In a move that has many scratching their heads, Minnesota’s Office of Higher Education has banned Coursera — an educational technology startup that provides massive open online courses (MOOC’S) — citing a longstanding state law that prohibits degree-granting institutions from offering instruction in Minnesota without obtaining permission from the office and paying a registration fee. The state claims Coursera was never granted such permission.
A policy analyst for Minnesota’s Office of Higher Education told The Chronicle that letters had been sent to all postsecondary institutions known to be offering courses in the state, though she was unaware if that group included other MOOC providers like edX and Udacity.
Since the law is targeted at degree-granting programs — not content freely available on the web — Coursera co-founder and Stanford computer science professor Daphne Koller said it was unclear why the popular provider was included in the crackdown.
That said, Coursera has updated its terms of service to make note of the restriction to Minnesota residents:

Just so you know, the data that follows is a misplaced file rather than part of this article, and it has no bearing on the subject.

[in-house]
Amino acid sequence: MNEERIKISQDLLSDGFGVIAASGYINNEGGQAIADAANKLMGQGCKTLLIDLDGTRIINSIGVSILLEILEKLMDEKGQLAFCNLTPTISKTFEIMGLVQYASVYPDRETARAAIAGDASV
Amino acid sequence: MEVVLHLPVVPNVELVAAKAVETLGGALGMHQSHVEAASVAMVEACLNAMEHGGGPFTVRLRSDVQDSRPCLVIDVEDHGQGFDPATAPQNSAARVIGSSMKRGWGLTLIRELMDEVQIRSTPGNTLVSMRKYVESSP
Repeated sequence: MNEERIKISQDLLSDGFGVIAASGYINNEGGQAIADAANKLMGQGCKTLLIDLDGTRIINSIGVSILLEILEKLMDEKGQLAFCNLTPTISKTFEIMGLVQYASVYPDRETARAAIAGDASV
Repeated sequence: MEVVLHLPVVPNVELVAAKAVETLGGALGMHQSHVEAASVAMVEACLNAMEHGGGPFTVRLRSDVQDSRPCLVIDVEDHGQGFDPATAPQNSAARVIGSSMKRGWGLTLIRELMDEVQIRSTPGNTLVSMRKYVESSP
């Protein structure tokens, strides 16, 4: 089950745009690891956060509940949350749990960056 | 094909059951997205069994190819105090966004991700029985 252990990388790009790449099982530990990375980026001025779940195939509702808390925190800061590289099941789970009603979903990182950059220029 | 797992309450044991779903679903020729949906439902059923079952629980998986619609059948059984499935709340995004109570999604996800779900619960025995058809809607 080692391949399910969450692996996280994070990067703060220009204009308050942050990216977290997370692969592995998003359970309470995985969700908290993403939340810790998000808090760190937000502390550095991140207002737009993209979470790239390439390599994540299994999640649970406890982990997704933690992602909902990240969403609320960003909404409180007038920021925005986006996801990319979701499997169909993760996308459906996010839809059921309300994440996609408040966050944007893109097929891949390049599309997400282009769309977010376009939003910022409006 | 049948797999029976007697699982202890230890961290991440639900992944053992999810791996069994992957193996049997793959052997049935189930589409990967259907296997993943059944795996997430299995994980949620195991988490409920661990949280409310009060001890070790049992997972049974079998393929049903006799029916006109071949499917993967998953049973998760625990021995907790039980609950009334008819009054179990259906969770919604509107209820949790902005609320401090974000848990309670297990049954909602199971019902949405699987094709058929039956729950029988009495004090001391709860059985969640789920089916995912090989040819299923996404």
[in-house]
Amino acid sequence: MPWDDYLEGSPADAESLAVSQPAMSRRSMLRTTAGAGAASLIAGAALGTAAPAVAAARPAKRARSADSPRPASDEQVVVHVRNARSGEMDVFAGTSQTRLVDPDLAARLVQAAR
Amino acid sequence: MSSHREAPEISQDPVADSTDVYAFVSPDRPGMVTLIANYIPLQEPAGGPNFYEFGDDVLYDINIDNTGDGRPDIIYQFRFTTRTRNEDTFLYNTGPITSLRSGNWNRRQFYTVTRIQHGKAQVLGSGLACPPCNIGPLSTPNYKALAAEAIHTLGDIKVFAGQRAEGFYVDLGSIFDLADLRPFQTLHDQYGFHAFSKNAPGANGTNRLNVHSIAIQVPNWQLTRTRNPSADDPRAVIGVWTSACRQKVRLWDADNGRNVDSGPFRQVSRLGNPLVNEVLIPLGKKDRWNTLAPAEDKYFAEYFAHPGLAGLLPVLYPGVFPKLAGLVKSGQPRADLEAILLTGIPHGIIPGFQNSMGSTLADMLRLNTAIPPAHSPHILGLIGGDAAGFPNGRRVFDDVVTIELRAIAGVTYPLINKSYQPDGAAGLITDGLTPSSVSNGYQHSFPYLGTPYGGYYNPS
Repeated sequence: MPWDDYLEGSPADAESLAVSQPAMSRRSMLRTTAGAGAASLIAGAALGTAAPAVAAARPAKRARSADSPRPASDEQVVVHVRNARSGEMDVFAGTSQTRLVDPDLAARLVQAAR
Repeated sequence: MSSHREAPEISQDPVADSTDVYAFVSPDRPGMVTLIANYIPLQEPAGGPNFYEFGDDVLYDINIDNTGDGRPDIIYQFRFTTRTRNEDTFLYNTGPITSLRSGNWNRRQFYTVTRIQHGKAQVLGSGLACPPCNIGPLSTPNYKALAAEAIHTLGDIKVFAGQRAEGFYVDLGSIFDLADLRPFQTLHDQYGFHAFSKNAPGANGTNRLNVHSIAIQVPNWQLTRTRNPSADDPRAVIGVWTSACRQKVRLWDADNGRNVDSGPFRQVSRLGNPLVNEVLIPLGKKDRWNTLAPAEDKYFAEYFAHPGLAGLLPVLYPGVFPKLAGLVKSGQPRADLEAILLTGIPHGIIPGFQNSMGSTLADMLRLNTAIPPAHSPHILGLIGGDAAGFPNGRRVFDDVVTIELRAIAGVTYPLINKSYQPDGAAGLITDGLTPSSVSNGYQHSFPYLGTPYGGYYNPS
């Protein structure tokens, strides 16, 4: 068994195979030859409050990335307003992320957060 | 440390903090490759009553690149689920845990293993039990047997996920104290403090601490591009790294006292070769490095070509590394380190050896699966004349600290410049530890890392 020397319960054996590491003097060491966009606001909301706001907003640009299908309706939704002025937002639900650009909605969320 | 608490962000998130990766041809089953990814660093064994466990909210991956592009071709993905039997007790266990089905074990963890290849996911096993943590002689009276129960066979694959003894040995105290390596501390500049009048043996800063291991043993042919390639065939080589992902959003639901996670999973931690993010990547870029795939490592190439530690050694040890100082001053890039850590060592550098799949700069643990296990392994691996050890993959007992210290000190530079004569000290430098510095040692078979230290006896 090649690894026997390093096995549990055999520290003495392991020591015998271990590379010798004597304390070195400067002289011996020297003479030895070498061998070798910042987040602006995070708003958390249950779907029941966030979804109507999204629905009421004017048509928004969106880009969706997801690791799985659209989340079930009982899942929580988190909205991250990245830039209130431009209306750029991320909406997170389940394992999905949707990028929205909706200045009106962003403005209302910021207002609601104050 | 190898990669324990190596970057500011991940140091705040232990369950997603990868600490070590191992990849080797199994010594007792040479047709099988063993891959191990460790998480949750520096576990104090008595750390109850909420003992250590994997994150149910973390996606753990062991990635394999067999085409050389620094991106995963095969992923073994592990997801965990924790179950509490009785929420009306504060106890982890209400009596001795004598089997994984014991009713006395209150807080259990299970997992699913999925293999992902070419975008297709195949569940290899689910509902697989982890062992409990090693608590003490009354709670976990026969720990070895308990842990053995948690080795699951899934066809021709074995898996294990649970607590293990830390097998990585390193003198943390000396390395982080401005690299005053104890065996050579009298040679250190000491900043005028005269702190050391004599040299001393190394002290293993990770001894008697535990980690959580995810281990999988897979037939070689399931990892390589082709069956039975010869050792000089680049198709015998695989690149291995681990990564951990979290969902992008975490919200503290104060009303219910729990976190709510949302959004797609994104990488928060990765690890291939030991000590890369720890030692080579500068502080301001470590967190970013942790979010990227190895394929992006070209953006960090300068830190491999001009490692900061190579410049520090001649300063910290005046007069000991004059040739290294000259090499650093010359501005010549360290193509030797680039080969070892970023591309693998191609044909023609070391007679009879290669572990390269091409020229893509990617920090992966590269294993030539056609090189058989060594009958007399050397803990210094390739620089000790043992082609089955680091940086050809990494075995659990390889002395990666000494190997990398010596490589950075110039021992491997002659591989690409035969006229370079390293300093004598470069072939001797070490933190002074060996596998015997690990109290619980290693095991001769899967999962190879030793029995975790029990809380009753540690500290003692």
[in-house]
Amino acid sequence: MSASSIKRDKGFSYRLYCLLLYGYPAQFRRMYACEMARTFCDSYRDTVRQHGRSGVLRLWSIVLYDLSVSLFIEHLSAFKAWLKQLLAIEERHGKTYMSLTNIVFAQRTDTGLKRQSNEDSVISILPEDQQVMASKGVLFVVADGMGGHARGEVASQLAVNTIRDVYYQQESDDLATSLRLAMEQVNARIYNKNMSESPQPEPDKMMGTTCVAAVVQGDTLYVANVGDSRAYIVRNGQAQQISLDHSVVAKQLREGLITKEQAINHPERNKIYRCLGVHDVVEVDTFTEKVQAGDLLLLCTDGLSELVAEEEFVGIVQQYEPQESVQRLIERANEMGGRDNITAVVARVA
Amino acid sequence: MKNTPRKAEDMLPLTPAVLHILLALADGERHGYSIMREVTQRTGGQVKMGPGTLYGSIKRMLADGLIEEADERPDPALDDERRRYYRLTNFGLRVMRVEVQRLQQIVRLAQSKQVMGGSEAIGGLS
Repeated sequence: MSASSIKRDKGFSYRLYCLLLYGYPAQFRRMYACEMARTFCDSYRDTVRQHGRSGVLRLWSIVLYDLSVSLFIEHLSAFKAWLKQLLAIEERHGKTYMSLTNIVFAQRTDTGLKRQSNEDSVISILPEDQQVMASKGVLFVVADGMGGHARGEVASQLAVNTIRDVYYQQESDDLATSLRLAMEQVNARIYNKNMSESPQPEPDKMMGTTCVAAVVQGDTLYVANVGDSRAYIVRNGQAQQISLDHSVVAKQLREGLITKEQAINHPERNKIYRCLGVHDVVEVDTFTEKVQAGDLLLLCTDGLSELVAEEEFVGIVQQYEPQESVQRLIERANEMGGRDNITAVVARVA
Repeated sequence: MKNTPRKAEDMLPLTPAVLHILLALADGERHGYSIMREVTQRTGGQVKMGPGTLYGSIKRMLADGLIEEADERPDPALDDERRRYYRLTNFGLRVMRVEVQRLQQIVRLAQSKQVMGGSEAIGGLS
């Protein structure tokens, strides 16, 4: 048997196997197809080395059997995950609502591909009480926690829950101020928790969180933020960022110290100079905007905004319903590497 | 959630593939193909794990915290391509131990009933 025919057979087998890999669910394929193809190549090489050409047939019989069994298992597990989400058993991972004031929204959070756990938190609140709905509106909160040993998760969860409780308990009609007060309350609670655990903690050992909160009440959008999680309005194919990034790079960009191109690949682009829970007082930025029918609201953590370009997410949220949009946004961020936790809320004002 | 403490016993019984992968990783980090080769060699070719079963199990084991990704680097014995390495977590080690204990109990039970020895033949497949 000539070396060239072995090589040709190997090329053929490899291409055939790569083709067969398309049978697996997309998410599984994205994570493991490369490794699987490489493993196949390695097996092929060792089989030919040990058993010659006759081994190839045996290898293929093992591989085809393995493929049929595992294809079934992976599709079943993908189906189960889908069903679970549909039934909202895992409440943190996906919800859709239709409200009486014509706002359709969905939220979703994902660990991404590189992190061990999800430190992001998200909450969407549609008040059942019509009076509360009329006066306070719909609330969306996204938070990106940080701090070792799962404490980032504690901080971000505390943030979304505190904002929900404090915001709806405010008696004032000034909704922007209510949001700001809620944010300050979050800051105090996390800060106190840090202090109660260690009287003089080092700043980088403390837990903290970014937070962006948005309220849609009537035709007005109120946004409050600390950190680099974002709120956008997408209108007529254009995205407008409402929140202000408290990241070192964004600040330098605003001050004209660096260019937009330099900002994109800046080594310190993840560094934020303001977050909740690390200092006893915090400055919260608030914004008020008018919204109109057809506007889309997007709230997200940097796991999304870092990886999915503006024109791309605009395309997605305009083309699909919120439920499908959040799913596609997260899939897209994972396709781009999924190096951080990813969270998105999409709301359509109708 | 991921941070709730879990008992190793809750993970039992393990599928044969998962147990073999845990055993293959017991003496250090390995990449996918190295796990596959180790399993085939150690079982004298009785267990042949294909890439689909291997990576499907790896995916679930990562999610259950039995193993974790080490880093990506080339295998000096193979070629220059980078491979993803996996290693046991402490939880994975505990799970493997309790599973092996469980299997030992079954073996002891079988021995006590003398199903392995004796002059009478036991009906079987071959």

If you are a resident of Minnesota, you agree that either (1) you will not take courses on Coursera, or (2) for each class that you take, the majority of work you do for the class will be done from outside the State of Minnesota.
Slate reports that George Roedler, manager of institutional registration and licensing at the Minnesota Office of Higher Education, clarified that his office’s issue isn’t necessarily with Coursera, but the universities offering classes via its website. He said he was surprised when Coursera updated its terms of service, since he presumed the company’s partner institutions would have little difficulty obtaining proper registration. Roedler also claims the law is intended to protect Minnesota students from wasting their money on degrees from substandard institutions. However, as both Slate and The Chronicle point out, the fact that Coursera’s courses are free means no one is wasting their money.
Coursera currently offers more than 200 courses from 33 institutions, open to anyone with Internet access. Officials said the website has registered 1.3 million students around the world.
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